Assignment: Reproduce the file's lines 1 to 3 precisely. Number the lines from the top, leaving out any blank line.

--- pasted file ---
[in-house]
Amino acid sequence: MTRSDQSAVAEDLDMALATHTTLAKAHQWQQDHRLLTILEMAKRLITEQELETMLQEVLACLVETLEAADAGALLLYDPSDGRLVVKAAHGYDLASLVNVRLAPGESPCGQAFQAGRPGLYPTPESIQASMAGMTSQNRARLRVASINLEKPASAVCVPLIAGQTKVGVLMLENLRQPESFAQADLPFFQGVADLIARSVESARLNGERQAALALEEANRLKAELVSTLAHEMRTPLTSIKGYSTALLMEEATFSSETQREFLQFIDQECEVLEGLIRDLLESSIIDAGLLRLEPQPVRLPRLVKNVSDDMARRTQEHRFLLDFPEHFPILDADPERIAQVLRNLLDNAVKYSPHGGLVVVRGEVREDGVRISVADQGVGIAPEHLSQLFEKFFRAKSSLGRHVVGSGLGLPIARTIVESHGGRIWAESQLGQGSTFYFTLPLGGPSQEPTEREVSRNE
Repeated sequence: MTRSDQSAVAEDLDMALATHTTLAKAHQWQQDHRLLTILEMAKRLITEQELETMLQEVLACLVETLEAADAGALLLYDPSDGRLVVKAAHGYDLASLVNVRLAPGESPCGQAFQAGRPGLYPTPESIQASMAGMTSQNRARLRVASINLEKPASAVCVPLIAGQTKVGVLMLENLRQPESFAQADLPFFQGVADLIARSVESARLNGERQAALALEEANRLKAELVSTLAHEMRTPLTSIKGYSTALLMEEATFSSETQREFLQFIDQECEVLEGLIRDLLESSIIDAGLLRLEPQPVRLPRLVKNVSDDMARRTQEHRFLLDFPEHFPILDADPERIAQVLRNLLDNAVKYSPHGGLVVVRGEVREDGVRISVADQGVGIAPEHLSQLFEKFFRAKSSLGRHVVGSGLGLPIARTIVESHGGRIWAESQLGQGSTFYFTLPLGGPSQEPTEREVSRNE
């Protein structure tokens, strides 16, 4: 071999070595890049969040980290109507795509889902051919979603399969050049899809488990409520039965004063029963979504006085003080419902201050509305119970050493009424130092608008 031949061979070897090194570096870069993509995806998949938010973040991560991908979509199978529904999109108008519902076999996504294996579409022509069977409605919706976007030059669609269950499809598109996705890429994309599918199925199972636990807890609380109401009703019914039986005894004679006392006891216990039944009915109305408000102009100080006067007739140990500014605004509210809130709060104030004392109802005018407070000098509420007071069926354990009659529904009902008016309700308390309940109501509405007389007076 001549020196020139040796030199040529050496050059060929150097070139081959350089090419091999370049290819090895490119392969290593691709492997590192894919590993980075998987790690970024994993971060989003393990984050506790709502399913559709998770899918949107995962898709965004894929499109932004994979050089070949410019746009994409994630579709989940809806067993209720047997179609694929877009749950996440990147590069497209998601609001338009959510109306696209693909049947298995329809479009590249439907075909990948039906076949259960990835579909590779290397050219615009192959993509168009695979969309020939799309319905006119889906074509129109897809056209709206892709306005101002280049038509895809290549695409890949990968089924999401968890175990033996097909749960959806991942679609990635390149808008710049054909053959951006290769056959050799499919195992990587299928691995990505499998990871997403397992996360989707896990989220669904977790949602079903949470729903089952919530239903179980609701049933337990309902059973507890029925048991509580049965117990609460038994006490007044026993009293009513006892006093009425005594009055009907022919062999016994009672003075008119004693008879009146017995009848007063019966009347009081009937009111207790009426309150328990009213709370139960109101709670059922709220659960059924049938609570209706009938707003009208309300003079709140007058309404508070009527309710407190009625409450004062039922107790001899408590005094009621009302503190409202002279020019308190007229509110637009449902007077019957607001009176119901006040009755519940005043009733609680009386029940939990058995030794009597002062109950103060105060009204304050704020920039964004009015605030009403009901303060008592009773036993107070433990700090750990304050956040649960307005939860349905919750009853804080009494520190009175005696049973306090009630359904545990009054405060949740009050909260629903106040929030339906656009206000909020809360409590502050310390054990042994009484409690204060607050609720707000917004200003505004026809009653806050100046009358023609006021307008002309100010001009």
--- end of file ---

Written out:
[in-house]
Amino acid sequence: MTRSDQSAVAEDLDMALATHTTLAKAHQWQQDHRLLTILEMAKRLITEQELETMLQEVLACLVETLEAADAGALLLYDPSDGRLVVKAAHGYDLASLVNVRLAPGESPCGQAFQAGRPGLYPTPESIQASMAGMTSQNRARLRVASINLEKPASAVCVPLIAGQTKVGVLMLENLRQPESFAQADLPFFQGVADLIARSVESARLNGERQAALALEEANRLKAELVSTLAHEMRTPLTSIKGYSTALLMEEATFSSETQREFLQFIDQECEVLEGLIRDLLESSIIDAGLLRLEPQPVRLPRLVKNVSDDMARRTQEHRFLLDFPEHFPILDADPERIAQVLRNLLDNAVKYSPHGGLVVVRGEVREDGVRISVADQGVGIAPEHLSQLFEKFFRAKSSLGRHVVGSGLGLPIARTIVESHGGRIWAESQLGQGSTFYFTLPLGGPSQEPTEREVSRNE
Repeated sequence: MTRSDQSAVAEDLDMALATHTTLAKAHQWQQDHRLLTILEMAKRLITEQELETMLQEVLACLVETLEAADAGALLLYDPSDGRLVVKAAHGYDLASLVNVRLAPGESPCGQAFQAGRPGLYPTPESIQASMAGMTSQNRARLRVASINLEKPASAVCVPLIAGQTKVGVLMLENLRQPESFAQADLPFFQGVADLIARSVESARLNGERQAALALEEANRLKAELVSTLAHEMRTPLTSIKGYSTALLMEEATFSSETQREFLQFIDQECEVLEGLIRDLLESSIIDAGLLRLEPQPVRLPRLVKNVSDDMARRTQEHRFLLDFPEHFPILDADPERIAQVLRNLLDNAVKYSPHGGLVVVRGEVREDGVRISVADQGVGIAPEHLSQLFEKFFRAKSSLGRHVVGSGLGLPIARTIVESHGGRIWAESQLGQGSTFYFTLPLGGPSQEPTEREVSRNE